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Before you rip anything apart - can you get a laser/infra-red thermometer and check the temp of the radiator when running. Go for a ten minute ride then check the temp at say , the top tank by the filler neck. Then compare to the reading on the gauge. I suspect you have a wiring problem with your 7-volt regulator , more than a mechanical issue , specially if this problem has only happened after you fitted a new thermostat.
 

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Get a meter and do a quick check of the temp gauge circuit. Locate the temp sender unit (on the water pump housing) and remove the wire from it (think its Blue/something). Measure the voltage on this wire to a good bike ground. You should see 7V on it (anywhere between 6.95V and 7.05V). If its outside this range then the 7V regulator is crap. If it reads ok then check the actual engine temp when warmed up (laser temp gun works great for this, check at the cylinder head). If the bike IS getting too hot then you will see it, if its not and the gauge still shows really hot, its probably the gauge itself thats starting to crap out.
 

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Also check wire from temp sensor.
Before you spend any time/money on anything else make sure you plugged the wire onto the temp gauge sender on the thermostat housing.
 

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Discussion Starter · #11 ·
Wires are all plugged in. I will check the voltages this afternoon when I get home from work. If ti was just a regulator issue that still wouldn't explain why the lower radiator pipe is remaining cool to the touch when the engine is showing hot I don't believe right?
 

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if the gauge is "lying to you" then that would explain the cool lower rad hose. It would mean that the bike is running properly and the fan is keeping it cool but the gauge is reading wrong
 

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Best to be sure the gauge is reading OK, as if it is and the lower pipe isnt getting hot, either the thermostat isnt opening or the impeller isnt moving water properly. You will know once you validate the 7V regulator, and if its OK then I would be concerned about improper water circulation which if left unchecked can toast the motor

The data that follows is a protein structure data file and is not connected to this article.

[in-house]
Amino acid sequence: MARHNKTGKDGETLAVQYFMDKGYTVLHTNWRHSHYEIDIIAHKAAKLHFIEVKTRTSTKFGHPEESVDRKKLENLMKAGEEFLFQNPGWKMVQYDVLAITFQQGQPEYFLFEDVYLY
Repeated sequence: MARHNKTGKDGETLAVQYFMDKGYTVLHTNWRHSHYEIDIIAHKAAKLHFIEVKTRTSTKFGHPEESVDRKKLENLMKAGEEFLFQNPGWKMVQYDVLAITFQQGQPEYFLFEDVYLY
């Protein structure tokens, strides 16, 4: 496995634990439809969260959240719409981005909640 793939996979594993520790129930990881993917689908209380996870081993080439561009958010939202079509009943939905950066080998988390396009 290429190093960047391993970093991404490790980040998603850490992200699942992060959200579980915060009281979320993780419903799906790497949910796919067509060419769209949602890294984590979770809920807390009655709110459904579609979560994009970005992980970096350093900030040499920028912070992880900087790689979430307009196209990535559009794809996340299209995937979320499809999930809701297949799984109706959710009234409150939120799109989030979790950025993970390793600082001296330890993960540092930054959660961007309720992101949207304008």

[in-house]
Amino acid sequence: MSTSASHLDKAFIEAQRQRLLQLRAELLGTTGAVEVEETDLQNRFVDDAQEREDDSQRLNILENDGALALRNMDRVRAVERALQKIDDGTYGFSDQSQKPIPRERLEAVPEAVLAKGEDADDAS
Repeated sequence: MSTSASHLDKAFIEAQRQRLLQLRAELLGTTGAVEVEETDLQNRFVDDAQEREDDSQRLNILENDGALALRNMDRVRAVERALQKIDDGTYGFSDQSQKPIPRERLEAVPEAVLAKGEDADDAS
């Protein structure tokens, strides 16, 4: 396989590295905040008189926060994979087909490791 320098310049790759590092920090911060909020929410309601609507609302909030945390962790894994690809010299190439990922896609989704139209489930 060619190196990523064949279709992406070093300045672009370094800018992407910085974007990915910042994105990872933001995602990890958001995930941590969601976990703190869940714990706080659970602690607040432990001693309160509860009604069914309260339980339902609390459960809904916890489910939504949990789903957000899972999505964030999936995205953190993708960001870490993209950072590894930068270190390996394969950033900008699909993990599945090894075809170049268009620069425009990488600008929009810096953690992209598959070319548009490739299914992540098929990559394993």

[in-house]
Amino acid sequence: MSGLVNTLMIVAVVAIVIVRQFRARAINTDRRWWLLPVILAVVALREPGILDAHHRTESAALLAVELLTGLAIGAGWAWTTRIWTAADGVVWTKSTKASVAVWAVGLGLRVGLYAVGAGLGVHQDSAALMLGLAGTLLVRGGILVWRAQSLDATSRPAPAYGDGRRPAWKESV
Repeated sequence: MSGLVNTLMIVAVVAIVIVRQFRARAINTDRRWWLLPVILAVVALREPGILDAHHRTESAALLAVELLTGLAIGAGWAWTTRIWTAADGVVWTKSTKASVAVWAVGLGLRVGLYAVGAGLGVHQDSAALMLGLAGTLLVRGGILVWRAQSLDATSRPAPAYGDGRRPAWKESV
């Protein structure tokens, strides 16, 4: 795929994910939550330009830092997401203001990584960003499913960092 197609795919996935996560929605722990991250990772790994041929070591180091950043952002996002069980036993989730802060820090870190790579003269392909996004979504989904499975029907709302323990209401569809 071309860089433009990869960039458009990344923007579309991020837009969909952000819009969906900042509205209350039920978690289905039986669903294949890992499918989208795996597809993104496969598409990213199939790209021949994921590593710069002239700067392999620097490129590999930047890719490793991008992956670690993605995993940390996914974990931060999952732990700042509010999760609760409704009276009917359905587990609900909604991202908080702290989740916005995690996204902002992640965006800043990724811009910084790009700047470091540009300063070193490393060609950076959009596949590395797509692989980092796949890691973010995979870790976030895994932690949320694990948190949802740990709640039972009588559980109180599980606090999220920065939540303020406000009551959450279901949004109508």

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Hi Had a similar/exact problem, and considered all things you may be about to do or have already done, but checked the regulator first and it was the 7v regulator, mine was hidden in the little factory fitted clock fairing/case, about as big as a matchbox, if your handy with a soldering iron then build your own, I built my own replacement using a couple of purchased parts from Maplins costing 6 pounds, I had the simple circuit off one of the forums on this site, search for it as I did, would love to put a link on here but computers aren't my thing....sorry. A replacement regulator, if you can get one, will cost you £50-£60 in England so is worth considering. Good luck.
 

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It would seem odd that the cooling system was ok before the repairs and not now so the radiator and water pump did not change and might indicate they are still good. Is it possible to put the T'stat in upside down on these?? I believe it goes spring side down. Could the temp sender wire be pinched somehow during/after the repair? Just thoughts??